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December 27, 2023

Christmas Waste Recycling

Tips for an Environmentally-Friendly Post-Christmas Clean Up!

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Christmas tree composting area on the street.

iStockPhoto / Baloncici

During the festive Christmas season, households inevitably generate a lot of waste from gifts, decorations, food, and more. One way we can make our Christmas more sustainable and reduce our environmental footprint is by embracing the idea of recycling Christmas waste.

Here are some tips from SANTA.COM on responsibly dealing with some of the biggest Christmas waste culprits of the holiday season. 

Christmas Tree Recycling

It seems like only yesterday that the Christmas tree was being decorated, lit, and gazed upon in awe. Now that the party is over, it’s time to dispose of the dried-out fire hazard that’s dropping needles all over your family room. 

Most local municipalities provide curbside pickup for Christmas tree recycling and Christmas tree disposal, ensuring they're disposed of responsibly and often mulched for use in local parks. Another option could be to donate your tree to a local farm or conservation center, where it can be used for erosion control or wildlife habitat. Check with your local sanitation department for Christmas tree pickup schedules in your area.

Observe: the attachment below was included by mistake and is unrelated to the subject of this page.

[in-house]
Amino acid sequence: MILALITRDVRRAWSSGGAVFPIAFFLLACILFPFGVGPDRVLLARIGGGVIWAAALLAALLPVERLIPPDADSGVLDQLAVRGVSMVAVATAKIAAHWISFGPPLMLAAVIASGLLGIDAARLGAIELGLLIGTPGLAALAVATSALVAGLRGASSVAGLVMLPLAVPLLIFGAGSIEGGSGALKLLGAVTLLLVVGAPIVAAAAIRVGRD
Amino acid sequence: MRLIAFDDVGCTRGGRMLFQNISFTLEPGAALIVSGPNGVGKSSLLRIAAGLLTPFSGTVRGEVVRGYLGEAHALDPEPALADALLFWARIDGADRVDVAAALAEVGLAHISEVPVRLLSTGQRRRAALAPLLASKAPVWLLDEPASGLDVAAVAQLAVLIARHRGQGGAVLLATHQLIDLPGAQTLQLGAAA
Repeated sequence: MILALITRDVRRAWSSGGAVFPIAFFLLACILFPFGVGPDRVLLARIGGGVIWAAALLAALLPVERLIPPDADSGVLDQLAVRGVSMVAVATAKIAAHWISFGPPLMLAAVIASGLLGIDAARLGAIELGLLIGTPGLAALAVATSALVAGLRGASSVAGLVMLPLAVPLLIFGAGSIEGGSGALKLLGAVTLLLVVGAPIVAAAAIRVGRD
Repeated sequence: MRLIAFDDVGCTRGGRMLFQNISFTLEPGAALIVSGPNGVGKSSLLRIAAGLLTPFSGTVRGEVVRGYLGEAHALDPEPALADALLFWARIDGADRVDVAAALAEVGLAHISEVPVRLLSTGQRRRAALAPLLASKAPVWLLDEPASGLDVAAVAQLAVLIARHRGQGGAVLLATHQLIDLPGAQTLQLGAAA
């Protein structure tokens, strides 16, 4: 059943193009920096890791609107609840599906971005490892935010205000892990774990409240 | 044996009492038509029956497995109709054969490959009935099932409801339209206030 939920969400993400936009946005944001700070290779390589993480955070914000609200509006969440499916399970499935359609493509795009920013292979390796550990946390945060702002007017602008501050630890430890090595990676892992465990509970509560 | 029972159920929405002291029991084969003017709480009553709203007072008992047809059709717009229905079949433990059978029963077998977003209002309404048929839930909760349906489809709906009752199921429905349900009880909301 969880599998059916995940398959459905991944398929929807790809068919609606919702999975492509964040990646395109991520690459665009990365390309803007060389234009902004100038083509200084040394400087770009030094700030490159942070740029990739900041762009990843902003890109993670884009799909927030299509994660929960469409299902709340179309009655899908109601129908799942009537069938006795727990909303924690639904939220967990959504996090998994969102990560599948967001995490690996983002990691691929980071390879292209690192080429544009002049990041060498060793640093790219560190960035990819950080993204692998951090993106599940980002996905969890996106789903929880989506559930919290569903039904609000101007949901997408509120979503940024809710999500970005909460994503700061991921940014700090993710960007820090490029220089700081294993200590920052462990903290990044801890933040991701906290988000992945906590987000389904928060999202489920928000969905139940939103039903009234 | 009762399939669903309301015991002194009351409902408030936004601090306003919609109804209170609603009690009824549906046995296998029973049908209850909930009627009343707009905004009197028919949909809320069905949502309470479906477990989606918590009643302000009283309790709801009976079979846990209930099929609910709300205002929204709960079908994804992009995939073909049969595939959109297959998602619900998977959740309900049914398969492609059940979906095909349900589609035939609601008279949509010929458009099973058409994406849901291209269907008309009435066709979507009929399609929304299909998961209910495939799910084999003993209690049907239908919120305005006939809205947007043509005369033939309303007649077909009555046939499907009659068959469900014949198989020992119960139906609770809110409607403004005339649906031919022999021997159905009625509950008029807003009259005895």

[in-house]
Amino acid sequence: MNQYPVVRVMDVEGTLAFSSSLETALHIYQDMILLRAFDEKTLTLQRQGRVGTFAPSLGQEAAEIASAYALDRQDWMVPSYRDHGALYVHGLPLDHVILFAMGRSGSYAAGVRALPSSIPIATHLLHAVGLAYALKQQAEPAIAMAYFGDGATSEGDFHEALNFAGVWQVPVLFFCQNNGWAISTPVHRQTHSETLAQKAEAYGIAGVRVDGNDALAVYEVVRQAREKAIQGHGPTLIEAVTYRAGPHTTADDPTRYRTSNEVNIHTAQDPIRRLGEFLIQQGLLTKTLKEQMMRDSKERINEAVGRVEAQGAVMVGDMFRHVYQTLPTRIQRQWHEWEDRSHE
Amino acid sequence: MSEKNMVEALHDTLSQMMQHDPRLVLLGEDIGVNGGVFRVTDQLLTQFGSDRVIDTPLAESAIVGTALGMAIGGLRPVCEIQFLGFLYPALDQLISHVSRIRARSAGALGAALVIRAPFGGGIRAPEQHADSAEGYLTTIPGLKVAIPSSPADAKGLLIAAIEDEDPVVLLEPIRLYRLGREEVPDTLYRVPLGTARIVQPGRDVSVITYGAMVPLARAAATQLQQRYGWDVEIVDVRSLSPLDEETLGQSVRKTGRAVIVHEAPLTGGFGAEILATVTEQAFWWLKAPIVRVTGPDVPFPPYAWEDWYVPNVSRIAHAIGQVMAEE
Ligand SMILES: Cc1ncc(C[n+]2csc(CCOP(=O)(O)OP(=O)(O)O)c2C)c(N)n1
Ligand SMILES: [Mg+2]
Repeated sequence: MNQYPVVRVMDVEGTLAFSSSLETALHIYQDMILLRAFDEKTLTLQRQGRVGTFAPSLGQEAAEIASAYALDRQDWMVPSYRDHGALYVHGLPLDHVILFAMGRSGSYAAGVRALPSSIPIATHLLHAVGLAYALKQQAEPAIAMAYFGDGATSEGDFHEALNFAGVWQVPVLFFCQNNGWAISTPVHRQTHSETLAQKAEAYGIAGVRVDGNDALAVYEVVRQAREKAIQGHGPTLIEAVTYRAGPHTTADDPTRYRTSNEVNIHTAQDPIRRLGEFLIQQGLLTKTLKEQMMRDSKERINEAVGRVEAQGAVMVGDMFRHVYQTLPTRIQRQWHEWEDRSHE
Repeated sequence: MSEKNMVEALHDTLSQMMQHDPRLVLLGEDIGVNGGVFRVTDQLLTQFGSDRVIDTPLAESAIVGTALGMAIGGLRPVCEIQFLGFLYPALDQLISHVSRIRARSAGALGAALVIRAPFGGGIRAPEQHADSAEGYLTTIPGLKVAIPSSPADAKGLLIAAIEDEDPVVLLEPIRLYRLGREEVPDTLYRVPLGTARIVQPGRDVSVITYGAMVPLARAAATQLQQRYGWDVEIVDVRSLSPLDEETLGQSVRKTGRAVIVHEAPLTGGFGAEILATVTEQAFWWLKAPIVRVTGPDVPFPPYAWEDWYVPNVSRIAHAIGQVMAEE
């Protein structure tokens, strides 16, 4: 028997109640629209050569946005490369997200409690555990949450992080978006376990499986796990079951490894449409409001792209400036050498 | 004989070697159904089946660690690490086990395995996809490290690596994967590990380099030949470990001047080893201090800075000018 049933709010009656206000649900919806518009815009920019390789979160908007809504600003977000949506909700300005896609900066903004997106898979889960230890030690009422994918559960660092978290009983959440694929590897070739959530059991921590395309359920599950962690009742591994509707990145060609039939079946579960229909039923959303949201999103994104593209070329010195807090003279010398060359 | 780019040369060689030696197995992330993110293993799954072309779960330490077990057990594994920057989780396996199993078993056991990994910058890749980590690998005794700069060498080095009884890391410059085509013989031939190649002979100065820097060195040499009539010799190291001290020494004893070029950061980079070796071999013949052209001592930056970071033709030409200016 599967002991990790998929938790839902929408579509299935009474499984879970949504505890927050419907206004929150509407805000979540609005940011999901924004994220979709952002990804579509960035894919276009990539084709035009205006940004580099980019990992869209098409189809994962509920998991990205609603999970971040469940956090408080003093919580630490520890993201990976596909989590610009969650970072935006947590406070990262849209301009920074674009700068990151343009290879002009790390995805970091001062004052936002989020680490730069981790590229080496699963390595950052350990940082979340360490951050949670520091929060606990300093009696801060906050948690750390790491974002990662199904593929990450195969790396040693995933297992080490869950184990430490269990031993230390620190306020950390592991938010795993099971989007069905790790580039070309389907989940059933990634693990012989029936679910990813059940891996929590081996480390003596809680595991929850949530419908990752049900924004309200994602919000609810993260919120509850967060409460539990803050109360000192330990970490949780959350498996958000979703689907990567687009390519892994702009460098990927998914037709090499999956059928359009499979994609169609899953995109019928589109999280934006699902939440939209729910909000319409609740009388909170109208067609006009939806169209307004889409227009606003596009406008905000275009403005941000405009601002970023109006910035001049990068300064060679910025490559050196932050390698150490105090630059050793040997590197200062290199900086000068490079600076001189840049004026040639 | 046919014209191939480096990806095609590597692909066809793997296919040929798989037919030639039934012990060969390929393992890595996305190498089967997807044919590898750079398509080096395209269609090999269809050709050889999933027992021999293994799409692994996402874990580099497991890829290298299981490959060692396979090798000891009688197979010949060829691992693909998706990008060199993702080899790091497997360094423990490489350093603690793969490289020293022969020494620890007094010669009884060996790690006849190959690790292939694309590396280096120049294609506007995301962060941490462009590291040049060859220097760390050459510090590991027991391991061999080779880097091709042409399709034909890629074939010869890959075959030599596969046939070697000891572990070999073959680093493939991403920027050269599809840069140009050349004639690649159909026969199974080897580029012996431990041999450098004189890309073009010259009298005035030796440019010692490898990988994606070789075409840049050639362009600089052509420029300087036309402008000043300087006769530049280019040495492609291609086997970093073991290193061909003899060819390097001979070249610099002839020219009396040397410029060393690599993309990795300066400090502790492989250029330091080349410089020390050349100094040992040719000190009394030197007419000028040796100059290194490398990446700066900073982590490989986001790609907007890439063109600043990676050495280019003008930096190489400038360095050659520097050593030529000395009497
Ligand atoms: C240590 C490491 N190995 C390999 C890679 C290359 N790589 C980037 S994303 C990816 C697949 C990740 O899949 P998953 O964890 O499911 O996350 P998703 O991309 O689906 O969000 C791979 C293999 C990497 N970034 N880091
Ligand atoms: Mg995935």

Recycle Centerpieces

When it comes to centerpieces like flowers or fruit arrangements, you can compost them at home if they're all organic materials. On the other hand, non-organic items like ribbons, bows, and baskets can often be reused as part of crafts or decor for the next holiday season. Additionally, there are various recycling centers or green waste collection services that take organic waste, including your city green waste garbage bins.

Recycle Christmas Lights 

While Christmas lights can bring much joy, their disposal after they’ve reached their lifespan is often challenging. Disposal of Christmas lights in landfills may lead to harmful toxins leaching into the soil due to their lead and plastic components, which is why Christmas light recycling is so important. 

Many recycling facilities and e-waste programs accept old Christmas lights and properly dispose of them by separating and processing the valuable metals inside like copper. Some stores even offer trade-in deals, giving you discounts for your new lights. 

Recycle Batteries

With every Christmas toy, electronic device, and battery-operated gift, many households are left with a pile of old batteries that need to be disposed of. It’s important that any used batteries are not simply thrown in the regular trash. Batteries contain harmful substances such as lead, cadmium, zinc, lithium and even mercury, which can pollute soil and water, harming wildlife and human health. This is why recycling old batteries is an essential task after Christmas. 

Many towns and cities offer recycling centers or e-waste drop-off points where you can dispose of batteries safely. Even stores like Target will take your old batteries. It’s a small but significant step that individuals can take to protect the environment.